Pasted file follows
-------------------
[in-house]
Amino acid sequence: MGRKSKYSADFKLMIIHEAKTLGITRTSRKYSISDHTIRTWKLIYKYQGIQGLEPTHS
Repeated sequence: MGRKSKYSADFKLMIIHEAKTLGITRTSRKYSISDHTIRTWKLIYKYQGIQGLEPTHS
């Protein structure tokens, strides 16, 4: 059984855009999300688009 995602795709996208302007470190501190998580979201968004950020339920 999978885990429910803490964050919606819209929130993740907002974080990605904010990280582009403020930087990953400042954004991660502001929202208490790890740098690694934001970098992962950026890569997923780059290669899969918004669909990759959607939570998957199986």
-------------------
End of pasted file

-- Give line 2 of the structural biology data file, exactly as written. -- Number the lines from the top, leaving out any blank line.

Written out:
Amino acid sequence: MGRKSKYSADFKLMIIHEAKTLGITRTSRKYSISDHTIRTWKLIYKYQGIQGLEPTHS